The buyer will take over the ship with immediate effect and plans a full conversion. The sale price was not disclosed.
The sale of Berlin, which was built for Peter Deilmann Reederei and joined FTI Cruises in 2011, caught the market by surprise. For weeks, industry and shipbroking circles in Germany assumed scrapping would be the sad fate for this popular vessel that starred as 'Das Traumschiff' (The Dream Ship), a television series that ran from the mid-1980s until 1998.
In late July, a US-based broker offered the 412-passenger vessel for sale at $2.5m.
Commenting on the deal with Dreamliner Cruises/Royalton Investment, FTI Cruises MD Alexander Gessl said his company is delighted about Berlin's future. In an FTI statement, Clayton Andreson, CEO of Dreamliner Cruises, said Berlin would fit — particularly in regard to its size — perfectly with plans to offer luxury yacht cruises. He added the ship will go into worldwide trade after a full conversion.
Royalton Investment's mega yacht appetite
Malta-based Royalton Investment is a holding company with operations across Europe and the Middle East, with assets in yachting, real estate, hospitality and technology. The company says the world's largest fleet of mega yachts is among its subsidiaries.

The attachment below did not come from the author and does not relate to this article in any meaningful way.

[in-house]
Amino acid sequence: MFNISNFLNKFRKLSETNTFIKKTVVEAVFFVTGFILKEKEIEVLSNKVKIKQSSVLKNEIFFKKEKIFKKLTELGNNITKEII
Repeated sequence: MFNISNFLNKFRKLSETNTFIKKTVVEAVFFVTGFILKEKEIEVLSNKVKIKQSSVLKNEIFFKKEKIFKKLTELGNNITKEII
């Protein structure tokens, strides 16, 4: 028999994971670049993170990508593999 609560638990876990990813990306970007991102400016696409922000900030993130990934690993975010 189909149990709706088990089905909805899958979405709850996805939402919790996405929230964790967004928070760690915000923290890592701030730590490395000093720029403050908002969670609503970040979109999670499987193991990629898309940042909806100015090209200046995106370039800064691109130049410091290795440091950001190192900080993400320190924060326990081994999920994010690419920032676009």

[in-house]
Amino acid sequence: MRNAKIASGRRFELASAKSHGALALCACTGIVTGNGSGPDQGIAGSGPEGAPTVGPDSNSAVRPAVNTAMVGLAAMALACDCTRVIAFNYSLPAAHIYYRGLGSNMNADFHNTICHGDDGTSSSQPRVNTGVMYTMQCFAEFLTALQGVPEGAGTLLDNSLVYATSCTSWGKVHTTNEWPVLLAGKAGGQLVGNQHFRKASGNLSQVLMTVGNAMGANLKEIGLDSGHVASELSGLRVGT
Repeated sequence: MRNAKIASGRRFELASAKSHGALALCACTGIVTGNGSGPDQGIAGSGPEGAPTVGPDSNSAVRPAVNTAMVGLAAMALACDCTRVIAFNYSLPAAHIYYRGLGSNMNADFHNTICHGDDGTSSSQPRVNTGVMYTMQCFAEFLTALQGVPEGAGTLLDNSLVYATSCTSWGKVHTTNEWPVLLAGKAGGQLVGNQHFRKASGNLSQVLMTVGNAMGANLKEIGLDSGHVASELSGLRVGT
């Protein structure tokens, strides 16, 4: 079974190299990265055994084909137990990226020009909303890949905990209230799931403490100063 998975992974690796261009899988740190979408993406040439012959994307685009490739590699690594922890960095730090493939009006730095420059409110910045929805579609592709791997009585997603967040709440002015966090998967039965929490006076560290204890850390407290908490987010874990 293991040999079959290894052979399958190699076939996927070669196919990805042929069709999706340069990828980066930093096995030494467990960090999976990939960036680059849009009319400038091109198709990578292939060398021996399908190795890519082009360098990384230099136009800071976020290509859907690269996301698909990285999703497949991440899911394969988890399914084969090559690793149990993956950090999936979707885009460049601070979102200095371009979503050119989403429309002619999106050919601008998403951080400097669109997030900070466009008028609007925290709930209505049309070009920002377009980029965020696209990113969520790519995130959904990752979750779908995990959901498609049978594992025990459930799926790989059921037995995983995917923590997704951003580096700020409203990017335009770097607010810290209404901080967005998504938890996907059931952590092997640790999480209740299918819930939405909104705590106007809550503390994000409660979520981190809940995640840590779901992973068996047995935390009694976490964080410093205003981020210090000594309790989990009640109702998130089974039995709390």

Details about the scope of Berlin's transformation and where that will take place were not provided. It is also not known how many passengers and crew the vessel will accommodate in future. Berlin currently has capacity for 412 passengers.
Value in older, smaller vessels
The acquisition confirms there can be value in older, smaller cruise ships despite the current upset in the sector. Andreson specified that Berlin's size was particularly attractive.
Given that a 40-year-old vessel is finding a new life, could that mean opportunities for some other aging cruise ships to avoid scrapping?
The sale also indicates that high-end luxury cruising/yachting has a future after the COVID pandemic.